... my journey from ballerina to triathlete

Monday, February 25, 2013

Dabbling in "Ultra Running"

At 7am on Saturday morning, I found myself in a small covered pavilion in the middle of a beautiful park at the base of the mountains, surrounded by lean yet muscle-bound throngs sporting light, fitted shoes that screamed "latest and greatest technology," oddly off-setting the old t-shirts that were equally plentiful. As has become the usual during my training, I realized that I had made the wrong decision; in fact, in this case I had made exactly the opposite choices of those necessary to make me fit in amongst this group. Knowing that we'd be running on trails, I had dug out my old, ratty running shoes and chosen a cheerful fuchsia-colored dri-fit shirt that I figured would make me look like a "real runner."

Wrong again.

I was so wrong, in fact, that when I saw my boss from Hawaii Sport Magazine (doing registration for the race) he immediately asked if I was going to be alright with getting muddy on the course.
       "Of course!" I replied enthusiastically.
       "Oh. Good." He replied, seemingly unconvinced. "It's just that you shirt ... it's so... pretty. And purple."

God damn it.

How did I get myself into this? I kept thinking. The answer, of course, was that my colleagues at the magazine consider this kind of thing normal and offered me free entry and a chance to meet the other members of the running team I'd been talked into joining. (If you've read my earlier blogs, you know how hilarious this is.) The odd thing (and the thing that I am loathe to admit) is that the more I run longer distances, the more I like it and want to do more. Thus the reason I was up at 6am driving to God-Knows-Where to attempt to run over 6 miles in the mountains surrounded by the very fitness gods I mentioned in my very first blog post.

Within a mile of starting, I realized that running on trails is a million times harder than running on roads. My usual 10 minute mile pace had stretched to over 11 minutes, despite the fact that I hadn't walked at all and my legs were already burning from leaping over roots, dodging puddles, and squishing through mud. I have to admit, however, that even from the start I found it oddly exhilarating to be running through the forest and into the mountains with mud slurping around my feet and splashing my legs. Although I was clearly unprepared, I felt like running in the wild brought me a teeny, tiny step closer to the badass triathlete that I had imagined might be inside me somewhere.

Over the river and through the woods...
As we continued on, it became clearer that dodging the mud and water would be impossible. As valiantly as everyone tried to avoid stepping in puddles, inevitably one snuck up on you and your shoe got doused. And, although for the first mile the trail had alternate "high routes" to steer it away from the places where the water running from the mountains had overtaken the path, these disappeared somewhere around mile two and the only option was to run straight through the small rivers in our way. Squish, squish, squish ... with each step my shoes shot water out the sides.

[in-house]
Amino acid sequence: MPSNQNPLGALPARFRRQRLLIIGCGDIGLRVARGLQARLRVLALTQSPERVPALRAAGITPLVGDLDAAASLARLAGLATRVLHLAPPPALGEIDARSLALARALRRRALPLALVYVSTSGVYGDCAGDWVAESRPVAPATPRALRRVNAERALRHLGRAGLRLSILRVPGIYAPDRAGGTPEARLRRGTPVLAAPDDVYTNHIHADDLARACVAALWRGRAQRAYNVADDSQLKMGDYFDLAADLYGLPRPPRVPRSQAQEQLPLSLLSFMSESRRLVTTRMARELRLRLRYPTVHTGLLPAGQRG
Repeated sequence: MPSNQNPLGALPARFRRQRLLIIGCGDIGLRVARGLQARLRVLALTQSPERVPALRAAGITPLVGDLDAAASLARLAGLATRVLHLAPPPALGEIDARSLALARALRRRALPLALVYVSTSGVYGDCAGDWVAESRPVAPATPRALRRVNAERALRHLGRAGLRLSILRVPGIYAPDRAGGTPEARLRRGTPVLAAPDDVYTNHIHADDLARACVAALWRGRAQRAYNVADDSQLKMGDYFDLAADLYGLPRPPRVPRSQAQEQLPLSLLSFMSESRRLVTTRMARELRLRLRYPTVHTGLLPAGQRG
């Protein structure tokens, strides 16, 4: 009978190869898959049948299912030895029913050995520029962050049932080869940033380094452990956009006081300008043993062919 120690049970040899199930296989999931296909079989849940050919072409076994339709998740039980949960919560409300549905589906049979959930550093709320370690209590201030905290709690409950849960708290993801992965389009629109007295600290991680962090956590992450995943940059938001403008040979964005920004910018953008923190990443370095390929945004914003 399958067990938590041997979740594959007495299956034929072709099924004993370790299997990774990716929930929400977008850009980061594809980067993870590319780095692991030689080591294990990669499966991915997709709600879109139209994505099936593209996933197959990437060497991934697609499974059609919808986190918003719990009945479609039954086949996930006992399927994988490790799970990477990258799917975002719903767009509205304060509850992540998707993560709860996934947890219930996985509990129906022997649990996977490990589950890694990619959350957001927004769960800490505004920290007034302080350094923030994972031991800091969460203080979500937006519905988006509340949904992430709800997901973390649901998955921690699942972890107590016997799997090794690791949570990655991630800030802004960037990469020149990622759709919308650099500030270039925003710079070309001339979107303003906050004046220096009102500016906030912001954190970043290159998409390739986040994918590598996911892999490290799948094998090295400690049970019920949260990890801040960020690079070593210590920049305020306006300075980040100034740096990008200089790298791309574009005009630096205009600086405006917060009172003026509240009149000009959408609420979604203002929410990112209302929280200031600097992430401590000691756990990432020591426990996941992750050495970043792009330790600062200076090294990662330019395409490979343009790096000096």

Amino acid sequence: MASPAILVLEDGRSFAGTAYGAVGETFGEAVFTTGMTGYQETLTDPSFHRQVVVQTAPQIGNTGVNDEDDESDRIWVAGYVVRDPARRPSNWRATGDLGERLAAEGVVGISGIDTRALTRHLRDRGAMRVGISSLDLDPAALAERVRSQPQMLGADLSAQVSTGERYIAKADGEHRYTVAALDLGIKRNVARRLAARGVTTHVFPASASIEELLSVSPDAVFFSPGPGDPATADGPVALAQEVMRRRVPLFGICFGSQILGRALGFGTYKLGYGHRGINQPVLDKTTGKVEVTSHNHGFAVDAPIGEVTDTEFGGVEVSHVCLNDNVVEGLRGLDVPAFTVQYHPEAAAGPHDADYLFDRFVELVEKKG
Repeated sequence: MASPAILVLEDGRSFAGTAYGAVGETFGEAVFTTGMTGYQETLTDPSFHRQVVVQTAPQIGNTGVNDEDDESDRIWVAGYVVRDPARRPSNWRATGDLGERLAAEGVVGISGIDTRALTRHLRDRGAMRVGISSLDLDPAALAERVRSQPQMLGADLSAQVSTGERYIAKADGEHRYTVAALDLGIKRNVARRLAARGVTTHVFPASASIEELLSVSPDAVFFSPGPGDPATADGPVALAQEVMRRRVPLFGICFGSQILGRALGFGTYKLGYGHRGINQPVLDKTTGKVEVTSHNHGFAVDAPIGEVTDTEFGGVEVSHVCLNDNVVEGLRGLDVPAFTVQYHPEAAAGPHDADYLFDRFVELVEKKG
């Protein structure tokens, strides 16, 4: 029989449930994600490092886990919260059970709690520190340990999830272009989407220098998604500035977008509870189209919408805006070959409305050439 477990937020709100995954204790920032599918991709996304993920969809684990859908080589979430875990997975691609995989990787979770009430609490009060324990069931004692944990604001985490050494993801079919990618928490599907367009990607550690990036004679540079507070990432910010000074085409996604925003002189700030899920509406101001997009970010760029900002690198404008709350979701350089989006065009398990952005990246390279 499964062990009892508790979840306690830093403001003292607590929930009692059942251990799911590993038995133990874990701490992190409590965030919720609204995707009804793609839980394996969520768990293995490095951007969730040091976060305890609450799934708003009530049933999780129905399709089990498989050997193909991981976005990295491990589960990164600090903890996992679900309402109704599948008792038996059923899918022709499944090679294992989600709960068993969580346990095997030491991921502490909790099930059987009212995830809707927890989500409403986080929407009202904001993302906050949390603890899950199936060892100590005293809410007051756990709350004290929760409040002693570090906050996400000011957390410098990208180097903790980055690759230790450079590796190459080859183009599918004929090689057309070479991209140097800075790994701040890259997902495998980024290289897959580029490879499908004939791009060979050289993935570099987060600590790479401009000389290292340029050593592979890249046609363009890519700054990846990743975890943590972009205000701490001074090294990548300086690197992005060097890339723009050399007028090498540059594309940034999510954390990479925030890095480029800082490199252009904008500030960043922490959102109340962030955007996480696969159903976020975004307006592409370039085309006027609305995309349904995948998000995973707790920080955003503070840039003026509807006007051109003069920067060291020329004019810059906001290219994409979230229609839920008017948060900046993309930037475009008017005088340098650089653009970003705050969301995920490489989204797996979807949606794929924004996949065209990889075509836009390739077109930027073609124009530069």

At about two and a half miles, I started seeing the first runners heading back down the hill, and the only way I can describe it is as a work of art. They appeared, at least to me, to be flying down the trail. Rocks, rivers, roots -- none of these obstacles seemed to matter. Were their feet even touching the ground?

When I finally reached the turn-around point, I could not possibly have been more grateful to run downhill. It poured with the kind of fury that is only possible in tropical mountain forests, but the water running down my face seemed to balance the water that filled my shoes. It was cooling and relaxing. As I ran the downhill, the jarring started a horrible side ache. After running half a mile or so doubled over in pain, I remembered the odd posture I'd noticed in the "real" runners as they came down the hill -- arms lowered and slightly extended, held away from their torsos. Figuring it couldn't do any harm (and confirming that there was no one in sight to witness my awkward arm experiments) I tried my best to imitate the position I'd seen. Miraculously, the side ache immediately melted away.

The beautiful finish
I flew down the hill.

The finish was gorgeous, coming back to the open lawn of the park we started at. Typical of runners, there were two options: run around the entire perimeter of the park to the finish, or cut straight across -- riding a tricycle or a hippity-hop. Not wanting to make any more of a fool of myself I opted to run the perimeter, but I definitely enjoyed watching those coming in behind me struggle to balance on the tiny bike crossing the sopping wet grass. If I'm being completely honest, a lot of my enjoyment was probably due to the fact that there actually were people behind me, as I had been fairly certain that I was the slowest in the group.

Double rainbow reward at the finish
Once I made it to the finish, all I could see was my dad. In the runners milling about, in the rain trapping us all under the crowded pavilion roof, and in the snacks laid out on a folding table -- all of these things so oddly familiar, so reminiscent of my childhood when my dad would take me to the trail races put on by the running club in my hometown. All of these were things I had forgotten, yet from somewhere inside me came the memories and I felt like he was near. Even the cookie selection was the same. Although feeling him is always bittersweet, it made me smile.

Today, I hit 100 miles of running since my first training run on December 15th, and I know my dad was with me. This triathlon has given me so many things: new energy, a new physique, new goals, a new sense of strength, new friends, a new job, and another connection to my dad. I can only imagine what the rest of the year's training will bring.

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